With the launch last week of the iPad Air 2, Apple quietly announced a new Sim product that looks set to have a profound impact on mobile telecommunications operators worldwide.
Apple’s reprogrammable Sim allows users to switch between data plans without the need to get a new Sim for each carrier. The technology should also make roaming more user friendly, giving consumers the option to subscribe to short-term data packages with a local service provider when travelling abroad — without removing the Sim from the device.
Apple has launched its new Sim card with select operators in the US and UK and will be available with the new iPad Air 2 and iPad mini 3 in those markets.
The move is a step closer for the company to have embedded Sim cards in its iPhone range, something Apple has been trying to push through for years.
It is still unclear when the Sim technology will reach South African shores, but MTN’s GM for products and solutions, Mike Fairon, says the operator is already in talks with Apple about it.
Vodacom says it is liaising with parent Vodafone on the matter. Vodafone says in a statement: “We are working with the wider industry and [industry association] the GSMA to develop global standards for such interoperable Sims and these are expected to be deployed in 2015.”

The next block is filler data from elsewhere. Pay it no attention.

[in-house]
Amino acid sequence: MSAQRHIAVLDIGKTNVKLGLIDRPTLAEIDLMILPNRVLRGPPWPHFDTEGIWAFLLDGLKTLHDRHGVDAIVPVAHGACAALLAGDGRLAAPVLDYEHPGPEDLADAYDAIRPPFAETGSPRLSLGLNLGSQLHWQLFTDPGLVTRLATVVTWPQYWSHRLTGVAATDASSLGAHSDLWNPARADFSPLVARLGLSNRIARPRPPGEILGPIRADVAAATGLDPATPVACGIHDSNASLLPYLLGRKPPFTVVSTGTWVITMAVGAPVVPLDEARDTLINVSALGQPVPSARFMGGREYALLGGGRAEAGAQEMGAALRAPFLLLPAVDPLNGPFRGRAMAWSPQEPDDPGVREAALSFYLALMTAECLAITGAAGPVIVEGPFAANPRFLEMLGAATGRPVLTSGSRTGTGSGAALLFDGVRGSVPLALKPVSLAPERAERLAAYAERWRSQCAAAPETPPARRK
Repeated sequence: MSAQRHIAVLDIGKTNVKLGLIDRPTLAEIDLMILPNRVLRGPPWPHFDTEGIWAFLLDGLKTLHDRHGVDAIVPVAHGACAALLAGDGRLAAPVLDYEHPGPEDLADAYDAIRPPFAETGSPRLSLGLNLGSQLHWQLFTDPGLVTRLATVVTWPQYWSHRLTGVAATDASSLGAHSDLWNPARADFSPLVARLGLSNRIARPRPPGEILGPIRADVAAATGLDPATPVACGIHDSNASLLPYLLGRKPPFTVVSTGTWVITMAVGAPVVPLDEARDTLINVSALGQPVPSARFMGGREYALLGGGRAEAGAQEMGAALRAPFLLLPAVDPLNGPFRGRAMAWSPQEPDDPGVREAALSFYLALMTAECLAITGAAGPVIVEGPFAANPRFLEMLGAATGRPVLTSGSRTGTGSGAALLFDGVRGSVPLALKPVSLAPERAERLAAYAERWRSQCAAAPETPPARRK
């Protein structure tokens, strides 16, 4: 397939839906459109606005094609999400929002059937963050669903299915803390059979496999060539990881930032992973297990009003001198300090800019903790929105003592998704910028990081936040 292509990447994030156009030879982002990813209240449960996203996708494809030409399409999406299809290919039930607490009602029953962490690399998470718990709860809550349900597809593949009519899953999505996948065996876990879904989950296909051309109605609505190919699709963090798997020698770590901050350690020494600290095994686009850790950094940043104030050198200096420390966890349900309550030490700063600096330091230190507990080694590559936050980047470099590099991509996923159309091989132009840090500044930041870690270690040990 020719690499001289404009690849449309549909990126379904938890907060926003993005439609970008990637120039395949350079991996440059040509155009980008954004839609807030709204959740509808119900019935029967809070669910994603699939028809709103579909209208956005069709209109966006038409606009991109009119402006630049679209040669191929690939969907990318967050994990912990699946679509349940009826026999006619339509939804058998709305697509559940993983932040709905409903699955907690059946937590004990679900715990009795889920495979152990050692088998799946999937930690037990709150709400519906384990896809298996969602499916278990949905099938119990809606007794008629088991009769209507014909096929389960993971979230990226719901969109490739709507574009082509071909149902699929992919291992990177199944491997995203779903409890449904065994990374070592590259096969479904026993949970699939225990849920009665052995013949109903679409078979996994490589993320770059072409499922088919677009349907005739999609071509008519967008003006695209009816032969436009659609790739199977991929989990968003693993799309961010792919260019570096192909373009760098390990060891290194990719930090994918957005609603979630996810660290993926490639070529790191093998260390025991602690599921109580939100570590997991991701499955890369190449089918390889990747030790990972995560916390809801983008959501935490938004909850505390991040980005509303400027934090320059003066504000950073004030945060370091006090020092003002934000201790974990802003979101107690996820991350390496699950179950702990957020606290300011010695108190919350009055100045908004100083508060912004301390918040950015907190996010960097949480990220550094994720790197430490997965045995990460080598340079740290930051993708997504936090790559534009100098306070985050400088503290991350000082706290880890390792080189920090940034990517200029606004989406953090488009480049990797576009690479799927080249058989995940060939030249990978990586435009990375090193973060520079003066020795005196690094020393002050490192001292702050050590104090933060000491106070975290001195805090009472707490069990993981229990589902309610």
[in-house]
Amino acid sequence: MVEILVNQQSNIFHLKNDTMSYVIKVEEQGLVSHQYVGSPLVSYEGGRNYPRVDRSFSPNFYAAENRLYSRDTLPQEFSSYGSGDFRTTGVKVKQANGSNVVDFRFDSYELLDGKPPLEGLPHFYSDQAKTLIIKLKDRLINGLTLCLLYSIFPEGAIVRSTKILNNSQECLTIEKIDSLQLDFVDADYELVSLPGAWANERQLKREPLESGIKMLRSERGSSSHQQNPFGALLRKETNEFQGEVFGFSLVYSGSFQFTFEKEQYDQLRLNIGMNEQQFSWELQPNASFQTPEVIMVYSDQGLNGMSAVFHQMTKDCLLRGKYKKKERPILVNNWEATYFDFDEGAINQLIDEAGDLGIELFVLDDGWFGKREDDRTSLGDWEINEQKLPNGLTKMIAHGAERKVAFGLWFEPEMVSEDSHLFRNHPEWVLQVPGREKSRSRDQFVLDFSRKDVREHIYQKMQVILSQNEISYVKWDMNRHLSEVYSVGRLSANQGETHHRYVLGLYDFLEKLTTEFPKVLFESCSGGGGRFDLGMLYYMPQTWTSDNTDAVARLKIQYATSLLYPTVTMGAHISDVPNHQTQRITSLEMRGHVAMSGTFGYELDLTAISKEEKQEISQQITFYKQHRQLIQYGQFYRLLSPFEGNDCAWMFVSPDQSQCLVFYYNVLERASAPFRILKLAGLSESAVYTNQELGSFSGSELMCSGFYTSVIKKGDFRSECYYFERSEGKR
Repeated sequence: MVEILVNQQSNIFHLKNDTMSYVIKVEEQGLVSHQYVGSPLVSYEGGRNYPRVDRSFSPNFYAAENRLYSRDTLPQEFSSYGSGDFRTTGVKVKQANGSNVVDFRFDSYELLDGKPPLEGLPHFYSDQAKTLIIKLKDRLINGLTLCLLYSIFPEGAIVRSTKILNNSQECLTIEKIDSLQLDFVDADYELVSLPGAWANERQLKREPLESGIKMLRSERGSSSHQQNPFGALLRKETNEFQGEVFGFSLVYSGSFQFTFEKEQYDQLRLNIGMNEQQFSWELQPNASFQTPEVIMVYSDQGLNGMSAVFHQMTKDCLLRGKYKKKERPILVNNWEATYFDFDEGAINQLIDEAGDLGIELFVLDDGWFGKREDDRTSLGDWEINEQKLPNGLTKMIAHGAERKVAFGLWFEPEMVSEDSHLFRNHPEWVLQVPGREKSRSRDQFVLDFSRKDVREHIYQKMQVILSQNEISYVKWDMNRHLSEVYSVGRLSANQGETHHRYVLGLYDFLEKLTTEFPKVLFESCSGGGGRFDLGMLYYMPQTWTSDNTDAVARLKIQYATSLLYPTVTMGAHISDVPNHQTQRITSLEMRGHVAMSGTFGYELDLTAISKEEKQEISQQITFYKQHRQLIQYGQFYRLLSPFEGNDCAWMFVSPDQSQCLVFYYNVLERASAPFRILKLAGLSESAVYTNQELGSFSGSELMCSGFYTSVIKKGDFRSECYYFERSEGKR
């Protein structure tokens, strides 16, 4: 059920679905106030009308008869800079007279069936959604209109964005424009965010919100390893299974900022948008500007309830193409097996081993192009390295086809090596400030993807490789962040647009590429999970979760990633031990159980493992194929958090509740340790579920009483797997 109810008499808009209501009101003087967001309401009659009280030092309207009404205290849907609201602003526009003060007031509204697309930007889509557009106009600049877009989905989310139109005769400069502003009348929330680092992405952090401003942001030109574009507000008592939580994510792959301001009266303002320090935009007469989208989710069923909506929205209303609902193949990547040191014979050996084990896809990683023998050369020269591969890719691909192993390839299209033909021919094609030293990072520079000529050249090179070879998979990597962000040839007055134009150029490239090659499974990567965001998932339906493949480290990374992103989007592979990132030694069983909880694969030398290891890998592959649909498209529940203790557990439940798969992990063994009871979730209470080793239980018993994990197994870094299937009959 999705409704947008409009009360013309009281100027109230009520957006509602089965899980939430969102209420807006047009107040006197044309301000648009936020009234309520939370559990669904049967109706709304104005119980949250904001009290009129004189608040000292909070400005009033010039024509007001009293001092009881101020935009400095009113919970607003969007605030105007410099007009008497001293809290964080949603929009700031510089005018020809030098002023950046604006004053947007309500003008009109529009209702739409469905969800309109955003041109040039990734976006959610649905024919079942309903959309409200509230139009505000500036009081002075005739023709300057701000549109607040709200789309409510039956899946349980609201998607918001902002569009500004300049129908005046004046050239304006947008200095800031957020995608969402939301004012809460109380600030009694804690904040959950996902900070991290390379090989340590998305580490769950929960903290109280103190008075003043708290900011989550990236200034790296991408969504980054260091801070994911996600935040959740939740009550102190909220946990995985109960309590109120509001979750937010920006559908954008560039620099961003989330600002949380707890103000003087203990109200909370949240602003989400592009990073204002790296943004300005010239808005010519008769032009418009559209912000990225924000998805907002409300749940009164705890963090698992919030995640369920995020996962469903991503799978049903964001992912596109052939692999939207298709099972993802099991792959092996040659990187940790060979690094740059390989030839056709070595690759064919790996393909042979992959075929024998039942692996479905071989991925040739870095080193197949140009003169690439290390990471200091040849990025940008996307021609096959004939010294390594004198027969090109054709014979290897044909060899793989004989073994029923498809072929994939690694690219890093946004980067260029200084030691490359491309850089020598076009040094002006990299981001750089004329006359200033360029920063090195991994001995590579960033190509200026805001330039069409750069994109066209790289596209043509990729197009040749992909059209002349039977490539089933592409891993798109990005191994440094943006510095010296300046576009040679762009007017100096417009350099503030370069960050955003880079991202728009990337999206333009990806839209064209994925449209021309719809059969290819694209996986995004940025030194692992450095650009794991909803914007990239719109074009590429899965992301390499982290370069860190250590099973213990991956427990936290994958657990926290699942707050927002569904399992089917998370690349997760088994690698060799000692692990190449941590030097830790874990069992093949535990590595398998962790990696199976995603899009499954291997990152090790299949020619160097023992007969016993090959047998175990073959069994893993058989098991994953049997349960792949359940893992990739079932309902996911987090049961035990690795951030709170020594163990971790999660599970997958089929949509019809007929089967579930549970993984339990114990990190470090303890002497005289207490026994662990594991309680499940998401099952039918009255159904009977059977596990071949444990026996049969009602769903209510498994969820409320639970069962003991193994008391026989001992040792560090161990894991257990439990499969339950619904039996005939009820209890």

Apple has not yet announced if its new Sim card will be made available on the iPhone. If it is, it’s likely still a while off. iPad owners will use the Apple Sim for data only, so if the Sim’s phone number changes when they switch operators it won’t have much of an impact. For iPhone users, the Apple Sim will need to retain the user’s number, effectively porting the number to a new network operator when the user switches.
It is also uncertain at this stage what bearing South Africa’s Rica legislation might have on any plans to introduce the technology here. Rica requires telecoms operators to to obtain and retain certain information from their customers when they activate a new Sim card.
Apple’s move is likely to have a disruptive impact on the cellular industry, forcing network operators to lower data costs and loosen the knot that keeps users locked into long-term contracts.
There is also speculation that the technology behind the Apple Sim could also pave the way for the company to launch its own virtual mobile network using wholesale agreements with operators. — © 2014 NewsCentral Media